Myrna Pearman

Unique family of grebes heartlessly shot

The wetland bisected by Range Road 281, just west of the city, is very productive. In recognition of the many sora rails that call this area home, Red Deer’s most enthusiastic birdwatcher, Judy Boyd, has dubbed the area “Sora Central.”

Sandhill crane encounter

I had the good fortune last month to witness one of the most magical and dramatic wildlife spectacles on the North American continent — the spring migration of sandhill cranes through the Platte River in Nebraska.

Arctic flyers, redpolls consider our region as a winter break

Redpolls are one of the most interesting and entertaining of our backyard neighbours. Considered to be the hardiest birds on the planet, these feisty little circumpolar finches breed in the Arctic and spend their winters in balmy Alberta!

In praise of chickadees: those cheerful bundles of fluff

I love chickadees. Who doesn’t? How drab our winters would be without these little cherubs of the snow!

Irresistible force

I remember the first time when, several decades ago, I was able to steal up on a pileated woodpecker. The bird, a female, was hammering so furiously and intently at the base of a dead spruce tree that I was able to creep up to within range of the flying chips.

Nature’s airborne cleanup crew

Turkey vultures may be one of North America’s most under-appreciated bird, given their appearance and eating habits. But looks and diet can be deceiving.

Gardeners and hares can co-exist

When a Snowshoe Hare turned up at Ellis Bird Farm last fall, we wondered what might happen to the trees and shrubs over the winter. But little damage was done, so our very patient and animal-loving gardener, Cynthia Pohl, decided this spring that the hare and its new mate could stay.

A dam good time (photo gallery)

We all know that beaver activity can cause property damage from flooding. Beavers can also create chaos in a poplar forest, leave behind hazardous stumps and be annoyingly persistent.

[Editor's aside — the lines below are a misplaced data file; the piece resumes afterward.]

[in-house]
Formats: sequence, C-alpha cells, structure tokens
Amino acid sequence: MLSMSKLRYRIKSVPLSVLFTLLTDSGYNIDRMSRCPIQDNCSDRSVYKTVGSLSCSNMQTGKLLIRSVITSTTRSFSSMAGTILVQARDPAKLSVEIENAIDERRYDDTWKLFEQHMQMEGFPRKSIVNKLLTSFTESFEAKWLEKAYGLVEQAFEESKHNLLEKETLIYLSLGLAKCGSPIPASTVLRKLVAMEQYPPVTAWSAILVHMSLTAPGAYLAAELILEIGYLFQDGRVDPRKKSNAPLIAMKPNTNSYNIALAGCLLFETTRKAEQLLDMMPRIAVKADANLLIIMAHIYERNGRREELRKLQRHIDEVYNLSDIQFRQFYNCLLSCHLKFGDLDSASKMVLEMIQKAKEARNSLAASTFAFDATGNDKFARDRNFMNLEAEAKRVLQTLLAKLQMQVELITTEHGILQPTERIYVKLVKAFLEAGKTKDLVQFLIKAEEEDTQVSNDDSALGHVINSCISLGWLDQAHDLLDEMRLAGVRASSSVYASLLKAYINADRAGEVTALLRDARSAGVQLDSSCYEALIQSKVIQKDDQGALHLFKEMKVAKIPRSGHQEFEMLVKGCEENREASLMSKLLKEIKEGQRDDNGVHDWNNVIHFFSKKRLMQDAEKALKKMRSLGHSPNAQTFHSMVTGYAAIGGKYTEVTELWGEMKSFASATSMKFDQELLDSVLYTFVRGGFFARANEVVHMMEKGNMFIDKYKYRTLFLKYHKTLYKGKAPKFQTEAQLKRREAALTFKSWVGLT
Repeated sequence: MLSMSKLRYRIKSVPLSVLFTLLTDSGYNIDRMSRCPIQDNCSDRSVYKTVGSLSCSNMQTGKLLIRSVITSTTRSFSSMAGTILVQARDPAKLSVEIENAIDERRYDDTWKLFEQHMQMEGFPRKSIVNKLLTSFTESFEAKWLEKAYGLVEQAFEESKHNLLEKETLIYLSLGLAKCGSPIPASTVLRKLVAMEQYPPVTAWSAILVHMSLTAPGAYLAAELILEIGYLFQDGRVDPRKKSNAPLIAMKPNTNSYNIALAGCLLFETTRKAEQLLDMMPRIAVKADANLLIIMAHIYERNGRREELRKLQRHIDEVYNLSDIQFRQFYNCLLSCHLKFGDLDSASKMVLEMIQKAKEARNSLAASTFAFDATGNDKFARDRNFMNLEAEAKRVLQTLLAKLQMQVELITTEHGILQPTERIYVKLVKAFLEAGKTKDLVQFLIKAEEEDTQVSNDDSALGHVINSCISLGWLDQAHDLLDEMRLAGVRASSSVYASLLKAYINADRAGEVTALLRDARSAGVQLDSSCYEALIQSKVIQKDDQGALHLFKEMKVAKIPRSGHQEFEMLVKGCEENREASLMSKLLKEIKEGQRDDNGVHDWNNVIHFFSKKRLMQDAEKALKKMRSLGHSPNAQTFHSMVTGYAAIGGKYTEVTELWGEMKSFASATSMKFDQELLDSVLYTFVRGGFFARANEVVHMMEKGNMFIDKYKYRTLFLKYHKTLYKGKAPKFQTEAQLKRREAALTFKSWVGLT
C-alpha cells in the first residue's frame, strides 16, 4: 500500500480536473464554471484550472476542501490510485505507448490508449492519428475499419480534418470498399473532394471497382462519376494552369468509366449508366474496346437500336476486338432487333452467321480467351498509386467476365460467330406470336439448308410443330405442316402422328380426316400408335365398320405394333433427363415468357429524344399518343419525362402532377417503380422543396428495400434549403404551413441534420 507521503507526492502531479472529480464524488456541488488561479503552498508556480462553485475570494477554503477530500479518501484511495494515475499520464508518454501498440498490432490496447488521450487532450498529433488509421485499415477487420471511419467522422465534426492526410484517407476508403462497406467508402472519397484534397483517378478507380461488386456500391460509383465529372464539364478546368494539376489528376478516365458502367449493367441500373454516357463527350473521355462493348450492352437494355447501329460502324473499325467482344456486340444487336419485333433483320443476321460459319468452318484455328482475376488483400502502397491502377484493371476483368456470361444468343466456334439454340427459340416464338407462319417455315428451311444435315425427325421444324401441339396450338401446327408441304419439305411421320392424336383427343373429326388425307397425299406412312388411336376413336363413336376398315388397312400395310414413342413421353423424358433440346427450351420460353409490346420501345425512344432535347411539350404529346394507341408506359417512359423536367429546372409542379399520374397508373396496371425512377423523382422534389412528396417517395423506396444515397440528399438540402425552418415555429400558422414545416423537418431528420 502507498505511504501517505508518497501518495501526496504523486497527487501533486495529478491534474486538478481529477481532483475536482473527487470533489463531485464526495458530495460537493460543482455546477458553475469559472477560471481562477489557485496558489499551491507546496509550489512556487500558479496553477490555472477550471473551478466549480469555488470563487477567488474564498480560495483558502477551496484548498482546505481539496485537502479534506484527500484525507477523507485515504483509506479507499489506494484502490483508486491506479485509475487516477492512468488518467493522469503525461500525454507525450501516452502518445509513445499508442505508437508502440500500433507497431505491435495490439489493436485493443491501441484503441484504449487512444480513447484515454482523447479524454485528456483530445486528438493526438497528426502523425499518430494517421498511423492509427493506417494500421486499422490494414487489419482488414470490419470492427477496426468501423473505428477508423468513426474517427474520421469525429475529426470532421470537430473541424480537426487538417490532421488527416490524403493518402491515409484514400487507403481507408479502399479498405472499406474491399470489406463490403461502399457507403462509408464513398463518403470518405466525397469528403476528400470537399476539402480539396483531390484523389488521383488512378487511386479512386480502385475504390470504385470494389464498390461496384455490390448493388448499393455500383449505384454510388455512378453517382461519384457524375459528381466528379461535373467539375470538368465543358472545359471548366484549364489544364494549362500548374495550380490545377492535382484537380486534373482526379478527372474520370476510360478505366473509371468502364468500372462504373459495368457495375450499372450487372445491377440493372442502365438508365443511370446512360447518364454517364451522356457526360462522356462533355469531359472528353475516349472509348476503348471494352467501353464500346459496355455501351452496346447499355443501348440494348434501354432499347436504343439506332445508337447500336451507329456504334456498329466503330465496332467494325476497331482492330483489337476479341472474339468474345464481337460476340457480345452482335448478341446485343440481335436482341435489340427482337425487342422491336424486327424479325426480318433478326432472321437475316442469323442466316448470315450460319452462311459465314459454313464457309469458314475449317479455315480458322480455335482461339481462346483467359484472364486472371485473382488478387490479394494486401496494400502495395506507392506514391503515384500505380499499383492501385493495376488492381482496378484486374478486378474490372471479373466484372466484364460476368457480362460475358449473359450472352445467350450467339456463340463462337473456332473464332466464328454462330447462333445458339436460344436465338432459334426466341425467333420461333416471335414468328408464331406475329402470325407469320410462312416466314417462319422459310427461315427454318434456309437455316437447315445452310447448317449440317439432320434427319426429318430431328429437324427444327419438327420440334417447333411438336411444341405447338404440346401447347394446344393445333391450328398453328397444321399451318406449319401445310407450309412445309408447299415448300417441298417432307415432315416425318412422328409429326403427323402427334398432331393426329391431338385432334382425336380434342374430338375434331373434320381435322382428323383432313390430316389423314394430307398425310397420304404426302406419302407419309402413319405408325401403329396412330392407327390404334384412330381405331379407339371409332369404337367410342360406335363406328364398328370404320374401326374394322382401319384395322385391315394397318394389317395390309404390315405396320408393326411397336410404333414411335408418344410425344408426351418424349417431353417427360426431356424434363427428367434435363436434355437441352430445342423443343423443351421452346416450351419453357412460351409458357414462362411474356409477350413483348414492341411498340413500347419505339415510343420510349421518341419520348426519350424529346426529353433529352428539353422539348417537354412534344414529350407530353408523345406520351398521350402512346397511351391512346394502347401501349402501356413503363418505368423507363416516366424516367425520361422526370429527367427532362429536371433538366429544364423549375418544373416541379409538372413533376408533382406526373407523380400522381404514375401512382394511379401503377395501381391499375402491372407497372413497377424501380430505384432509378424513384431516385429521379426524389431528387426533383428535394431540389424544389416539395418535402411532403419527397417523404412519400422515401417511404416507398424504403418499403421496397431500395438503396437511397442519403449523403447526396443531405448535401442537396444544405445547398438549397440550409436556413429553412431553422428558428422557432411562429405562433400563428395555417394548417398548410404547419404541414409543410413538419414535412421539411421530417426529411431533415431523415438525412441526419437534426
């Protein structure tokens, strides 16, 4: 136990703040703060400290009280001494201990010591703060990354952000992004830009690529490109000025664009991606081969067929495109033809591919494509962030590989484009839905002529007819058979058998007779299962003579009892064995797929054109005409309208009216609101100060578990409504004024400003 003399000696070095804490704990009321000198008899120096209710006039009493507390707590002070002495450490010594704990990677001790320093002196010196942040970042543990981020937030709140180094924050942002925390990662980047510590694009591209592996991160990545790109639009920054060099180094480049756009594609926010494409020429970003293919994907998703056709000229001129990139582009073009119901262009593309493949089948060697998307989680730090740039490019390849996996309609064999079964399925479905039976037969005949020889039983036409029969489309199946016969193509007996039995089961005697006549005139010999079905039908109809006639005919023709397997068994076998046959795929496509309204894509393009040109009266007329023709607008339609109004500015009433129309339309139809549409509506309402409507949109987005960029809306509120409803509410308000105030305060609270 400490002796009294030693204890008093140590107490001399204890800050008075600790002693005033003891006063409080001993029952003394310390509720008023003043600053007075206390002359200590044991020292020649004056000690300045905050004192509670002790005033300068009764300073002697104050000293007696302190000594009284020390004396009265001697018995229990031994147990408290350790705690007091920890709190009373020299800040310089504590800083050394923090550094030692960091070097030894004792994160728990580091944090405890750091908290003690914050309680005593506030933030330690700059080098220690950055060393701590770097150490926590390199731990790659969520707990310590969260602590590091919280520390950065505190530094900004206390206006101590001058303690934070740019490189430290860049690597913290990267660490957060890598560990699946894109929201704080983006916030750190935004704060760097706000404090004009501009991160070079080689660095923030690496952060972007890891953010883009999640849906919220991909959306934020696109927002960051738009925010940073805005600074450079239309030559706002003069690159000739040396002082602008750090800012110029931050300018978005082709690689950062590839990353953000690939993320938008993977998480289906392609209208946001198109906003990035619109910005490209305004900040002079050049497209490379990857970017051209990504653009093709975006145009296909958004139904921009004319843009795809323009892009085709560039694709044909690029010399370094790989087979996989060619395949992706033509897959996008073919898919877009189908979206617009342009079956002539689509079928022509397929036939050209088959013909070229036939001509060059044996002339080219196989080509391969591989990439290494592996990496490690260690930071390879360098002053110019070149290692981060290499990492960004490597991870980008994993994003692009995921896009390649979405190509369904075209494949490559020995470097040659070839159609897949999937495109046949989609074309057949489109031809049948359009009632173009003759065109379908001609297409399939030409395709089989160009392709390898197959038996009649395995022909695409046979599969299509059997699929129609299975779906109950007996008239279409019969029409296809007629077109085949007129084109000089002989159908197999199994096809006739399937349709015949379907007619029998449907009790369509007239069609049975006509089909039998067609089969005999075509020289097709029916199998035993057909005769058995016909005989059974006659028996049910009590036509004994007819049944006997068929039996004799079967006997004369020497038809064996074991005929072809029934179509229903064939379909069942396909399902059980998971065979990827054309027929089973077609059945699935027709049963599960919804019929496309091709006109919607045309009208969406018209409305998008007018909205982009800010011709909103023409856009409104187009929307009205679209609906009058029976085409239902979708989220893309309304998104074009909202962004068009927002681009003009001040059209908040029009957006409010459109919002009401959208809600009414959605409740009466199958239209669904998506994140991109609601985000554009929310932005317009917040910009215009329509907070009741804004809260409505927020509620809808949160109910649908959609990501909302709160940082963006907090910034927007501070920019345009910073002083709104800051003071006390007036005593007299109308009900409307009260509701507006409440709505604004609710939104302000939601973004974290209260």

Gorgeous gluttons: Waxwings live large, in groups and with gusto

Each spring, I enjoy watching Cedar Waxwings descend on our apple tree to gobble the delicate blossoms.

First steps

Alberta has six species of cavity-nesting ducks. Two species (Common Goldeneye and Bufflehead) are quite common while the others (Common Merganser, Hooded Merganser, Barrow’s Goldeneye and Wood Duck) are less common and/or have more limited distribution in the province.

Owls ready for their closeup

Thanks to the wonders of webcam technology, people from around the world are watching the owl nest at Ellis Bird Farm.

Stands of aspen are genetic clones that may perhaps be centuries old

For the past few years, I’ve had a bit of a photographic obsession with aspen poplar (Populous tremuloides) trees.

An eye for owls

Owls have long held a special place in the hearts and minds of their human observers.

Meet Charlie

One night last May, an RCMP officer accidently drove over a female porcupine on a road near Rimbey. Upon inspecting the mother’s splayed corpse, the officer noticed the squiggling movements of a baby.

Moose in winter

Over the past few years, we have seen an increasing number of moose near our home, which is located on a wooded stretch of Honeymoon Bay, Sylvan Lake.

Annual run of sockeye salmon a journey toward death, and new life

I made a pilgrimage in mid-October to witness one of the most amazing natural history events on the planet: the return of sockeye salmon to the Adams River in B.C.